The two parties in this case are Harvard University as the defendant and Students for Fair Admissions as the plaintiff. The defendants will include various school administrators, with the plan of calling witnesses of Harvard alumni and students from different backgrounds. The SFFA represents a group of anonymous Asian Americans previously rejected from the university. Edward Blum, leader of the Project on Fair Representation, has taken the face of this trial to protect those who wish to stay anonymous. The plaintiff is arguing that University officials have been aware of the penalty placed on Asian Americans with their “personal rating” and in turn is discrimination against Asian Americans. The defendant has argued that all claims are unsupported and the admissions process has been previously upheld by the Supreme Court.

When applicants apply to Harvard they are assigned a “personal” rating based allegedly on information collected from various sources such as teacher and guidance-counselors. The four-point scale is “. Outstanding. Very Strong. Generally positive. Bland or somewhat negative or immature.” The evidence entered into court showed that Asian Americans in fact were scoring much lower on the “personal rating” and higher on academics and extracurriculars compared to white applicants. Adam Mortara, an attorney for SFFA, argued that University officials were aware of the penalty assigned to Asian American applicants based on Reports by Harvard’s Office of Institutional Research.

Another smoking gun against Harvard University is their use of PSAT scores to recruit high-schoolers. Admissions documents revealed that white students received recruitment letters if they scored a 1310 or higher. Asian Americans received recruitment letters if they scored a 1350 for women, or 1380 for men. Harvard argued that their goal was to reach students where Harvard was not on their radar and they were looking for students from any background from “sparse country”. A study of enrollment trends for three selective schools, MIT, Harvard, and Caltech has been released by the Center for Equal Opportunity. MIT and Harvard both use racial reference during the admissions process while Caltech does not.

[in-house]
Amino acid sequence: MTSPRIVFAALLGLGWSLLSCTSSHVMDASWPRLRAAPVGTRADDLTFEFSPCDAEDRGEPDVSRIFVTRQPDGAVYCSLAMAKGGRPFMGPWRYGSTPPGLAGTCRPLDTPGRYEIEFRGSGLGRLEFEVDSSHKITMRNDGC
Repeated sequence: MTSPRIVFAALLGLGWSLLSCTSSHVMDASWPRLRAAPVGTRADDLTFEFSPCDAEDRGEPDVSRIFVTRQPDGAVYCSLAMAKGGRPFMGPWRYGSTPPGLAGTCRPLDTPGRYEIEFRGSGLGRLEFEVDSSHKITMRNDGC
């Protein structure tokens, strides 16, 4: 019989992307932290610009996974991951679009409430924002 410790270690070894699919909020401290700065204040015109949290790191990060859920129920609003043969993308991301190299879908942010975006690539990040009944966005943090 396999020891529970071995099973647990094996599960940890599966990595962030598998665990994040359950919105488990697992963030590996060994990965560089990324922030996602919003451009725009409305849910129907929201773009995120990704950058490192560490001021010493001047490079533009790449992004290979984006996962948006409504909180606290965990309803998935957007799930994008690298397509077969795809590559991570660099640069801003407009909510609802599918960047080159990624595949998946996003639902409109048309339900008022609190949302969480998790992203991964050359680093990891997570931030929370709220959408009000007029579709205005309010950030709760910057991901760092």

At Caltech Asian Americans make up more than 40% of seats in a class, in comparison they make up 26% at MIT and 17% at Harvard. Applicants are no less qualified at these schools than those in California and this can be directly connected with the color blind admissions process at Caltech. To continue research on preferential admissions two sociologists from Princeton, Thomas J. Espenshade and Alexandria Radford, studied eight elite schools to determine how much better Asian Americans have to perform to be competitive. The conclusion was that Asian American applicants would need to score 140 points greater than white applicants on the SAT, 270 points higher than Hispanics, and 450 points higher than black applicants. With all information taken into consideration SFFA has accused Harvard of racial balancing, with evidence proving that the same percentage of blacks, Hispanics, whites and Asian Americans are enrolled in each class.

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The Affirmative Action And The Numerous Programs. (2022, Feb 14). Retrieved from